Kaine are back with their eagerly awaited follow up to 2nd album and fan favourite ‘The Waystone’. The band have had some line up changes through the years but this is the most focused and together line up Kaine has had and it shows incredibly via the standard of this immense record.
Opener ‘Heavens Abandonment’ absorbs you with one of the most stunning acoustic guitar sounds I have ever heard. The percussion elements that follow are inventive and interesting, it hooks me from the off. A blinding intro that segways into Kaine's signature NWOBHM tinged escapades. Rage's fiery vocals command the rest of the song and we are away into a brand new record that is bristling with energy.
Bass player Stephen Ellis is one of the undiscovered gems of the UK underground music scene. The man could join Snarky Puppy or Dream Theater tomorrow and no one would bat an eye lid. His bass playing is astounding to say the least. He shows his ridiculous chops throughout ‘Fall of Jericho’, a song which has the biggest choruses on the record. Complete with a bass solo and drum solo it is clear that this band have delved way beyond a genre tag here.
‘A Night Meets Death’ opens with a stunning fretless ambient bass part. It then explodes into a fast paced wander round the houses of melodic fantasy for every instrument. Chris showcases some incredible blast beats with seamless conviction. It takes a few listens to appreciate how broad the scope of layering is on this track.
Title track ‘A Crisis of Faith’ is lyrically the most inviting. You can hear Rage really invested in every word he is saying on this record and it is most notable in the chorus here. It is rightly the over arching theme. Rage is an interesting musical presence and I feel this poetically mirrors his frustrations at the music scene, whether that was intentional or not.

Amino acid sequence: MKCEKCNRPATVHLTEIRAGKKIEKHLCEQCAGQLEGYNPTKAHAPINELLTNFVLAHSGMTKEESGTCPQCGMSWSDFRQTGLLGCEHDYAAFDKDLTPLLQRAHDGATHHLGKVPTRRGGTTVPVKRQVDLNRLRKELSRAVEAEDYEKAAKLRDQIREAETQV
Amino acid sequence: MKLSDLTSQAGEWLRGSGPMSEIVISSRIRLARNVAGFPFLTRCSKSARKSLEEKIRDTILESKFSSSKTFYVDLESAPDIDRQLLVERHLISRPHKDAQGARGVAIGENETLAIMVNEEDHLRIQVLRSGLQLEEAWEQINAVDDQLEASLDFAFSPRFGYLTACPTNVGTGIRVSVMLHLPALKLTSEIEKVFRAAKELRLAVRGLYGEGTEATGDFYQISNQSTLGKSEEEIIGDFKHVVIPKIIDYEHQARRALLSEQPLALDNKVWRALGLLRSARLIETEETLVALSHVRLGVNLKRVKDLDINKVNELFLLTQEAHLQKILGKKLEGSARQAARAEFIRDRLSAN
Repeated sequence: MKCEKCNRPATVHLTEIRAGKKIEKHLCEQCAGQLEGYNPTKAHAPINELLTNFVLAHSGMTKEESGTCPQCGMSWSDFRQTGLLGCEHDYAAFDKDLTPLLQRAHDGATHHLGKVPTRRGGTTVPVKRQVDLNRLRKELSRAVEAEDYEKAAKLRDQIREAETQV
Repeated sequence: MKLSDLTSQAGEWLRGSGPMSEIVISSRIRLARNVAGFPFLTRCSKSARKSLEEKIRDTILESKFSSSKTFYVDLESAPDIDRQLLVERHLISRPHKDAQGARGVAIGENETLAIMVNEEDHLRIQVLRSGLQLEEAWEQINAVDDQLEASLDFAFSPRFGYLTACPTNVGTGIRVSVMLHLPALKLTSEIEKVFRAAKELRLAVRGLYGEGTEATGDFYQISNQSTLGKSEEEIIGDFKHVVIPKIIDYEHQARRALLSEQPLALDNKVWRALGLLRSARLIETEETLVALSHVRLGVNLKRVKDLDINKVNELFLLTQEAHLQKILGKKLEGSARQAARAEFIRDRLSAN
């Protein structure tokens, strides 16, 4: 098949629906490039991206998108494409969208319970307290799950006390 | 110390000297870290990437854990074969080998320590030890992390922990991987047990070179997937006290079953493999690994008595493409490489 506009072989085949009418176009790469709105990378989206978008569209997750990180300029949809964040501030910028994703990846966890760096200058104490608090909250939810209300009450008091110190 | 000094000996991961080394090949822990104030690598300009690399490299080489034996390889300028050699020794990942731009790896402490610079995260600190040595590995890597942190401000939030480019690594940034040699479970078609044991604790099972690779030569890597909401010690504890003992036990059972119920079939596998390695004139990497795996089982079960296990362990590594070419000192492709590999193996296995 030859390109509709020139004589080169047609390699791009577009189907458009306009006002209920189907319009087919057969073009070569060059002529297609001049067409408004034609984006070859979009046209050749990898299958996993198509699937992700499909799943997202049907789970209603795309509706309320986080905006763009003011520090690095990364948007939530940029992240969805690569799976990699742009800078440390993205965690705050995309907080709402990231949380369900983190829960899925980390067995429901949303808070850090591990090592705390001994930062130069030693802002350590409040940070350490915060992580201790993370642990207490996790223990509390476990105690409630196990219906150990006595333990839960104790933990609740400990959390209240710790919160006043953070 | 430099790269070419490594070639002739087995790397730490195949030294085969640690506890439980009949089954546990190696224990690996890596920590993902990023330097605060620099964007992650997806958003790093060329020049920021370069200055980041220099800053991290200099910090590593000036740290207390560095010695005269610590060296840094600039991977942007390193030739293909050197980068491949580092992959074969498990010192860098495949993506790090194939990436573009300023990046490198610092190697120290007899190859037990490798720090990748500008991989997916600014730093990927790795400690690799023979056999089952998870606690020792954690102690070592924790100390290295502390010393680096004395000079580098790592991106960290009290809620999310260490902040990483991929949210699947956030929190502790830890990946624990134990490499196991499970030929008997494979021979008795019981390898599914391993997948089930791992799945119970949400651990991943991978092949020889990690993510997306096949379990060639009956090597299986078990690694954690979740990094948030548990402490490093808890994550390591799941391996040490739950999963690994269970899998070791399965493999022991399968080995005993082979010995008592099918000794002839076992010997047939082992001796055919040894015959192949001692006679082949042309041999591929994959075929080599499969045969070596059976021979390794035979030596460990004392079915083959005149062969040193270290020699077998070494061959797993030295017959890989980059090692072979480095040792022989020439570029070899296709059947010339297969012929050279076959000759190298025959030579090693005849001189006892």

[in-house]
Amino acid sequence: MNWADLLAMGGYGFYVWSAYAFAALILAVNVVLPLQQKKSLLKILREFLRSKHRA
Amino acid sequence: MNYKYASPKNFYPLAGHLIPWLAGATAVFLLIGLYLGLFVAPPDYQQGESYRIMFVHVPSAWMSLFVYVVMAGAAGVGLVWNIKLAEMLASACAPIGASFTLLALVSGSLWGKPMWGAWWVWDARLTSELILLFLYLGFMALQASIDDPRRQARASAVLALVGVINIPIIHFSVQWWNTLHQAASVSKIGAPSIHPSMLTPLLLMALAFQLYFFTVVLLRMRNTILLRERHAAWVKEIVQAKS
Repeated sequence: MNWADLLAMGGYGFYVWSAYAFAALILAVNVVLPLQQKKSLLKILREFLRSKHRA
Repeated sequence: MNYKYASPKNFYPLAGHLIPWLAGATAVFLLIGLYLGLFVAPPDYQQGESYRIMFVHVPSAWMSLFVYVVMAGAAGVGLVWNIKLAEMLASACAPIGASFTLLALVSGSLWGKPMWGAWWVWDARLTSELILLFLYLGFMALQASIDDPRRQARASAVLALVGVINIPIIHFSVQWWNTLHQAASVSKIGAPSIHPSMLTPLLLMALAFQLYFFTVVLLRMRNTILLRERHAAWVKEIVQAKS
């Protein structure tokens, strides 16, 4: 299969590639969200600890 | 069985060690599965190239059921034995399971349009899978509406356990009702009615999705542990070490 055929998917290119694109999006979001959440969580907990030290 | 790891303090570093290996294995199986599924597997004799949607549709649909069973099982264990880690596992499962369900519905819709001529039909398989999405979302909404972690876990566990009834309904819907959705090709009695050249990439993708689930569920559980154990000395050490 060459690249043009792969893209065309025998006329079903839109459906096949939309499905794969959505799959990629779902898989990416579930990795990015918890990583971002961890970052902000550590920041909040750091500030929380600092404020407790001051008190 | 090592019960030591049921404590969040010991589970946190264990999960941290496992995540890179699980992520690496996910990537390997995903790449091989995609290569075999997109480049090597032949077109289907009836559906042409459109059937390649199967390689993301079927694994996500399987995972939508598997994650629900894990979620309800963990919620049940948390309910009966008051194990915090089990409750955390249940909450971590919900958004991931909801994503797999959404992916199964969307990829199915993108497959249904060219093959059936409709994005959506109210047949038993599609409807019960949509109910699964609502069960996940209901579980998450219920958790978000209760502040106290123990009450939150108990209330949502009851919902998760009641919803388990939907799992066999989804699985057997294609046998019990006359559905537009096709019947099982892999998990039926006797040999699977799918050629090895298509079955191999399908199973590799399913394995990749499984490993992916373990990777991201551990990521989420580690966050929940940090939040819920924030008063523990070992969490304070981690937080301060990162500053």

‘Afterlife’ brings back that stunning acoustic sound. Saxon's touch on the guitar is second to none. A real technician of his instrument. More on that later. Distorted harmonics to bring in the heavy mid tempo pace of the track. I really no longer hear the NWOBHM any more. This is just great metal. Inventive, refreshing and full of life.
The bridge section in ‘Frailty of the Blade’ is one of the best pieces of music I have heard in a long time. It is picturesque. It is subtle and it makes way for a beautifully simplistic and tasteful solo from Saxon that then builds to a mammoth climax and possibly one of the best metal guitar solos I have heard in the last decade. It then flows effortlessly back into the high octane chorus with ease.
Following track 'Voice in Hell' opens with a heavy and slow tempo riff I wouldn't usually associate with NWOBHM. It then double times as the vocal tears up the track. Vocally this is Rage's finest moment. His voice is phenomenal on this song. ‘Behind the Preacher's Eyes’ echoes back to ‘The Waystone’. It has that classic 80s metal vibe throughout but with some interesting time changes that retain the identity of Kaine and the undeniable talent of every member in the band.
My favourite track by far is ‘The Mind Is Willing’ which I believe was penned by the drummer... hear me out... Chris's sense of melodic structure within the context of this band is just a perfect combination. It's a delicate blend of classic and modern metal. Chris takes the lead vocal on this song and his vocals are a welcome change and give a new flavour to the melodic aspects of the band. He reminds me of ‘Hours’ era ‘Funeral for a Friend’. Just infectiously melodious without ever seeming out of place with the visceral chops of Rage's voice on the rest of the record.
A piano track opens the album closer ‘Alone’. With a raise of feedback and a hench riff that Zakk Wylde would be proud of, Rage puts his stamp and control back on the album. The 8+ minute track is foreboding towards the end with ominous choral vocal arrangements. A fabulous ending to ‘A Crisis of Faith’. The pacing is considered and as a result the album is over in a flash. It does not seem as if over an hour has passed by. The album fades away with a guitar outro that leads us to question what's next?
This is undeniably a contender for metal album of the year for me already. I feel Kaine need to drop the NWOBHM tag. They are so much more than this now. They have a sound and it's new and refreshing to me. The combination of players is pushing this band into being pioneers of their own soundscape. As ever, BUY THIS RECORD.
Fall of Jericho
A Night Meets Death
A Crisis of Faith
Frailty of the Blade
Voice in Hell
Behind the Preacher's Eyes
The Mind Is Willing
Rage Sadler – Guitars/Vocals
Saxon Davids – Guitars/Vocals
Stephen Ellis – Bass
Chris Mackinnon – Drums/Percussion/Vocals